Forging your signature
What I learned is that during the writing of stipulations (agreements between parties) or testimony in depositions, both attorneys may collude to alter the record, even forge your signature on these papers, to coerce you to pay up or face legal consequences.
At some point your anger over this ordeal may get the best of you, but you can’t quite put your finger on why your spouse is winning every claim for money in the courtroom. Some men had to pay spousal support even when their ex-wife was still living at home and fully able to work. It’s no wonder many men have heart attacks in the middle of a divorce.
A presumption is you are hiding money and if your finances are destroyed to the point of insolvency, the attorneys may now find hidden caches of more money they can lay their hands on.
One man did as ordered, produced all of his banking, tax and financial records as ordered by the court. His ex-wife refused to do the same. The attorneys on both sides didn’t seem to care. The man couldn’t afford to subpoena the banking records at that time. When the divorce was finalized and he finally did regain solvency and subpoenaed his spouse’s banking records, he found she had applied for over a dozen credit cards and had run them up to their maximum to pay her legal bills. Ironically, the credit standing that qualified her for the cards was her husband’s income. The Case Against Divor... Best Price: $1.99 Buy New $3.60 (as of 08:50 EDT - Details)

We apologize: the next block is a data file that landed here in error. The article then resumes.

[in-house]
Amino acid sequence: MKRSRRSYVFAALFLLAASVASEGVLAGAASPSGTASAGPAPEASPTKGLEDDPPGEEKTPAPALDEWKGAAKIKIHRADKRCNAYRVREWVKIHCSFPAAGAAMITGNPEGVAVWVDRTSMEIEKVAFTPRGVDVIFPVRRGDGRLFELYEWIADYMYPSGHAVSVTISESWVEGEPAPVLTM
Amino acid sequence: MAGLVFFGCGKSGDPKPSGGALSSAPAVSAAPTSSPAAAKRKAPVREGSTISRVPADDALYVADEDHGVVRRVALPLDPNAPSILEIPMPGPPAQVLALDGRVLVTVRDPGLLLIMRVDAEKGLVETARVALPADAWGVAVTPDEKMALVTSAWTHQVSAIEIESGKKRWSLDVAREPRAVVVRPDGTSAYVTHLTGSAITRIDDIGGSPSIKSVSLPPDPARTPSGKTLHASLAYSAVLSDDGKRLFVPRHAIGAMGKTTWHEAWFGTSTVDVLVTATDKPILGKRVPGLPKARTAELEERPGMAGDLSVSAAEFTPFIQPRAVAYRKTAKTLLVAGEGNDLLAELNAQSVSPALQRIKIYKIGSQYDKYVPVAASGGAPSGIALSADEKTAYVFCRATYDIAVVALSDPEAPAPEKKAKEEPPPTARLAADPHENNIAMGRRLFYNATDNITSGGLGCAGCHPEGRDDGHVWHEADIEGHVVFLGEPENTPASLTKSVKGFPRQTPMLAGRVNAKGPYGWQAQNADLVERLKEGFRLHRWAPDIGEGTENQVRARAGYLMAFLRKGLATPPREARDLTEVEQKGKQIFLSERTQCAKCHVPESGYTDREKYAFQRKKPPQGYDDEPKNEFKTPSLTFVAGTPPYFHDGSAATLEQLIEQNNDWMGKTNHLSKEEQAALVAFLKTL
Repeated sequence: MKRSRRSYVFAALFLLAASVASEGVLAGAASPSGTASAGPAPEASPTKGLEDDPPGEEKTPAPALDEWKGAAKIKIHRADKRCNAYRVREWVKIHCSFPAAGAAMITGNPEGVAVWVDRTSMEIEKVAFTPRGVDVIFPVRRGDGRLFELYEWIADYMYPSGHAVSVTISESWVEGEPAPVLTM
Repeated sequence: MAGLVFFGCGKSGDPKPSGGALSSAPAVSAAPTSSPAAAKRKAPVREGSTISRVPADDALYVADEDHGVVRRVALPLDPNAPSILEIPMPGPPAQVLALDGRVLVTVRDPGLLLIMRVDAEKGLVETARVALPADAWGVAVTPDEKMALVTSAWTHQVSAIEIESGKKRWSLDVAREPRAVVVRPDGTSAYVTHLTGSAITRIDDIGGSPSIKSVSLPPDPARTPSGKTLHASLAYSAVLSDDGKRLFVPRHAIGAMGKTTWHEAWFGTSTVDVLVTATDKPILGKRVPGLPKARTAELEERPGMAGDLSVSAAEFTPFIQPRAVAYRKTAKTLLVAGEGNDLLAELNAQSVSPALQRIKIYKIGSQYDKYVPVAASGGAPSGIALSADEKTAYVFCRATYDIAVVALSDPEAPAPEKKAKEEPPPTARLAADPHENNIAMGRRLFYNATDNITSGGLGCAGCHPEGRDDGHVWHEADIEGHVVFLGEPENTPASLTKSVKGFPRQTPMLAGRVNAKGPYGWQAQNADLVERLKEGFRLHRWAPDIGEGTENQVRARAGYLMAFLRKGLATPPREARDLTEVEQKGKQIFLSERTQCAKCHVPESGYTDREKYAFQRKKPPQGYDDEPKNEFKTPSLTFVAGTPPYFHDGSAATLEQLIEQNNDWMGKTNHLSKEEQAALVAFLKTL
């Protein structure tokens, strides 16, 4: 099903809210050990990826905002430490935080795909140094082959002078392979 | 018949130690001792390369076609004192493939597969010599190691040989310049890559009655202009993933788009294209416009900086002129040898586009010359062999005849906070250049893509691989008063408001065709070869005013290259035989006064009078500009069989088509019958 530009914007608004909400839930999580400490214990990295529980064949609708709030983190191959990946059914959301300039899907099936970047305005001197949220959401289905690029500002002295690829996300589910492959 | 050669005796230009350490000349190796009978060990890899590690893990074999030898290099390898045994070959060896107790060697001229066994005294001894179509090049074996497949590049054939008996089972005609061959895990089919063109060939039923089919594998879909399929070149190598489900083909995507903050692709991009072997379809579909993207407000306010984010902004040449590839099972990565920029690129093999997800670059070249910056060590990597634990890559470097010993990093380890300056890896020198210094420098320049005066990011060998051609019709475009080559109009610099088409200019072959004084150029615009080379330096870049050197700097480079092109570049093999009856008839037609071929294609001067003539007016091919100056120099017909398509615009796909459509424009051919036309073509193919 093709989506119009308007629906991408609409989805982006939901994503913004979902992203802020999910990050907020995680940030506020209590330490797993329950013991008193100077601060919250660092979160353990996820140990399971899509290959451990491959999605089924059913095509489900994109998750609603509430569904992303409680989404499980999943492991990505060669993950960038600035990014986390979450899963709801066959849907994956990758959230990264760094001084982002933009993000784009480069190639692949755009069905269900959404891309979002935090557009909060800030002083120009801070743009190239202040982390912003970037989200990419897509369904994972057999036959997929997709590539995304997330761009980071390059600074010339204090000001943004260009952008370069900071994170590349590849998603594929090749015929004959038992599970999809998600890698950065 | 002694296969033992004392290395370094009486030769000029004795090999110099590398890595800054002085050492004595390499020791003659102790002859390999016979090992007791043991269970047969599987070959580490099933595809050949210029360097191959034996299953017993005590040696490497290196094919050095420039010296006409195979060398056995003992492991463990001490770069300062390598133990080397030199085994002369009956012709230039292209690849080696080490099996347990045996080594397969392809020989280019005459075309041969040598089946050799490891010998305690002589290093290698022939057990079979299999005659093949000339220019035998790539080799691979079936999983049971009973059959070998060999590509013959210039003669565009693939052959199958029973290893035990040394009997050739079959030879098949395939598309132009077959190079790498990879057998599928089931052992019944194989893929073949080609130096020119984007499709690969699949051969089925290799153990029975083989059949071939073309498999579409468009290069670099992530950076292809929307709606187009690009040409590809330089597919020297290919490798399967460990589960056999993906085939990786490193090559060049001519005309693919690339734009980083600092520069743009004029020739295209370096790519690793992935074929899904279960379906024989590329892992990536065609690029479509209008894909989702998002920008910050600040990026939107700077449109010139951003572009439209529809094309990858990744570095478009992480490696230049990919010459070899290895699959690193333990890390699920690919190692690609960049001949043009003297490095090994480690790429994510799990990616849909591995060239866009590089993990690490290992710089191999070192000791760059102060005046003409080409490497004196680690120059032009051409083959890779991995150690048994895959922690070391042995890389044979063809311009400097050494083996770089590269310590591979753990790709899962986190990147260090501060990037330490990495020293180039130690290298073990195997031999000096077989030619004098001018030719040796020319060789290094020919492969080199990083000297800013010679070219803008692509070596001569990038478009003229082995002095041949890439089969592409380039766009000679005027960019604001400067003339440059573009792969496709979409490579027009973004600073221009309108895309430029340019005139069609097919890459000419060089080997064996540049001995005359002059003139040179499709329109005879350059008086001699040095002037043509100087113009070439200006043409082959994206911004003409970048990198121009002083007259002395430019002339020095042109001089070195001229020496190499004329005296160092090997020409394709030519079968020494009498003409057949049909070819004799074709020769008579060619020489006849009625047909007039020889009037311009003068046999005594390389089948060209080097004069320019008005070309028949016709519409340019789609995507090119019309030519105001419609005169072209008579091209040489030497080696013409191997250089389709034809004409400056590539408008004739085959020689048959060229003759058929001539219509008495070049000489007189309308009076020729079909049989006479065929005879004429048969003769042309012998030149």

Attorneys are going to look the other way as long as both sides are getting paid. This game continues until the wage-earning party is plundered of all of his money and assets. An angry female spouse often wants to strike back at her ex and the attorneys on both sides take advantage and allow it all to happen, to their selfish gain.
One man filed a complaint with the State Bar over the forging of his signature on stipulations. The accused attorney simply claimed he was an irrational and argumentative client and the State Bar sided dismissed the complaint.